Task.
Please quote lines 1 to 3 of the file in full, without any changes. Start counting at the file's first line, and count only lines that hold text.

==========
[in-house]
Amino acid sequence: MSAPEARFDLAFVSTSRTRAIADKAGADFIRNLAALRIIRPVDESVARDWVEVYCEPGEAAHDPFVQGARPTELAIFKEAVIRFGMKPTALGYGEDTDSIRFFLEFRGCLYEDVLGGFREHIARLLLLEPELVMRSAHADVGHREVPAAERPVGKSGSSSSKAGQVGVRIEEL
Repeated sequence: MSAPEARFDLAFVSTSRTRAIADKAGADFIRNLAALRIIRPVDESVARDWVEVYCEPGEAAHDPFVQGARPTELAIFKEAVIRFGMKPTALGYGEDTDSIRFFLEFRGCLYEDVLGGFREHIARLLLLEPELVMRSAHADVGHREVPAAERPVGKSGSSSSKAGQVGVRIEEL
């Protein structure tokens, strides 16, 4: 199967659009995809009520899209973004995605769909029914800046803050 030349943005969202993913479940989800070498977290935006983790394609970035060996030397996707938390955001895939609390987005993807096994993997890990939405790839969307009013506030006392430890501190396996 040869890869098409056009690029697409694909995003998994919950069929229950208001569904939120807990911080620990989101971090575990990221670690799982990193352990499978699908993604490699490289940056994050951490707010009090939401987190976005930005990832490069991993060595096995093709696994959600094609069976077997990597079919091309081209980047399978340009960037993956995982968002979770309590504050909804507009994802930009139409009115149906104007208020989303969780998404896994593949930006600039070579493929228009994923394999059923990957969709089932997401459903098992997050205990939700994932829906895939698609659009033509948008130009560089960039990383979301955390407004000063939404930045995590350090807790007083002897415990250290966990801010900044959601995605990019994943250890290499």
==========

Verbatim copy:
[in-house]
Amino acid sequence: MSAPEARFDLAFVSTSRTRAIADKAGADFIRNLAALRIIRPVDESVARDWVEVYCEPGEAAHDPFVQGARPTELAIFKEAVIRFGMKPTALGYGEDTDSIRFFLEFRGCLYEDVLGGFREHIARLLLLEPELVMRSAHADVGHREVPAAERPVGKSGSSSSKAGQVGVRIEEL
Repeated sequence: MSAPEARFDLAFVSTSRTRAIADKAGADFIRNLAALRIIRPVDESVARDWVEVYCEPGEAAHDPFVQGARPTELAIFKEAVIRFGMKPTALGYGEDTDSIRFFLEFRGCLYEDVLGGFREHIARLLLLEPELVMRSAHADVGHREVPAAERPVGKSGSSSSKAGQVGVRIEEL